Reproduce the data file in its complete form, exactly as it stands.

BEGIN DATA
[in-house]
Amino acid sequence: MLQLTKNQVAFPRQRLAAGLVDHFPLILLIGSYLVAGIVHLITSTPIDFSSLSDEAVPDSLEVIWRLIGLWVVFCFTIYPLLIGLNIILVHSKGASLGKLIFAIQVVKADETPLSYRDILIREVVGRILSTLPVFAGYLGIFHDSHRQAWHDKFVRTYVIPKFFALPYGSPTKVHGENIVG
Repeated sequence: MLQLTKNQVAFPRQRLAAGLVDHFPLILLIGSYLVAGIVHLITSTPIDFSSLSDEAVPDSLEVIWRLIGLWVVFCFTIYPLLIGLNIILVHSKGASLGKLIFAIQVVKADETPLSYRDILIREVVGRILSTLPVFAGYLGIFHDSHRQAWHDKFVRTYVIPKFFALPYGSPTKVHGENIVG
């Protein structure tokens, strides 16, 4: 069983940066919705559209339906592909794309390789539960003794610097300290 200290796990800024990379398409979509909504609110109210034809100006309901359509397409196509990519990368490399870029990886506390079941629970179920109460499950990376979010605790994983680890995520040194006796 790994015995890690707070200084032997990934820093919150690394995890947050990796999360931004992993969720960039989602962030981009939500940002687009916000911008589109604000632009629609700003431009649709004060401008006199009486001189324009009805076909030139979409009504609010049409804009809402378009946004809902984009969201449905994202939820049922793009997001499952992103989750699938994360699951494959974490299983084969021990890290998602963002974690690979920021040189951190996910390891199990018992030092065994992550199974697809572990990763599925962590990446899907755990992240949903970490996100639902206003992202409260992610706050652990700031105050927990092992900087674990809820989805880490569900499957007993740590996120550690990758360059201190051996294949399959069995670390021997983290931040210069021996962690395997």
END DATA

[in-house]
Amino acid sequence: MLQLTKNQVAFPRQRLAAGLVDHFPLILLIGSYLVAGIVHLITSTPIDFSSLSDEAVPDSLEVIWRLIGLWVVFCFTIYPLLIGLNIILVHSKGASLGKLIFAIQVVKADETPLSYRDILIREVVGRILSTLPVFAGYLGIFHDSHRQAWHDKFVRTYVIPKFFALPYGSPTKVHGENIVG
Repeated sequence: MLQLTKNQVAFPRQRLAAGLVDHFPLILLIGSYLVAGIVHLITSTPIDFSSLSDEAVPDSLEVIWRLIGLWVVFCFTIYPLLIGLNIILVHSKGASLGKLIFAIQVVKADETPLSYRDILIREVVGRILSTLPVFAGYLGIFHDSHRQAWHDKFVRTYVIPKFFALPYGSPTKVHGENIVG
């Protein structure tokens, strides 16, 4: 069983940066919705559209339906592909794309390789539960003794610097300290 200290796990800024990379398409979509909504609110109210034809100006309901359509397409196509990519990368490399870029990886506390079941629970179920109460499950990376979010605790994983680890995520040194006796 790994015995890690707070200084032997990934820093919150690394995890947050990796999360931004992993969720960039989602962030981009939500940002687009916000911008589109604000632009629609700003431009649709004060401008006199009486001189324009009805076909030139979409009504609010049409804009809402378009946004809902984009969201449905994202939820049922793009997001499952992103989750699938994360699951494959974490299983084969021990890290998602963002974690690979920021040189951190996910390891199990018992030092065994992550199974697809572990990763599925962590990446899907755990992240949903970490996100639902206003992202409260992610706050652990700031105050927990092992900087674990809820989805880490569900499957007993740590996120550690990758360059201190051996294949399959069995670390021997983290931040210069021996962690395997």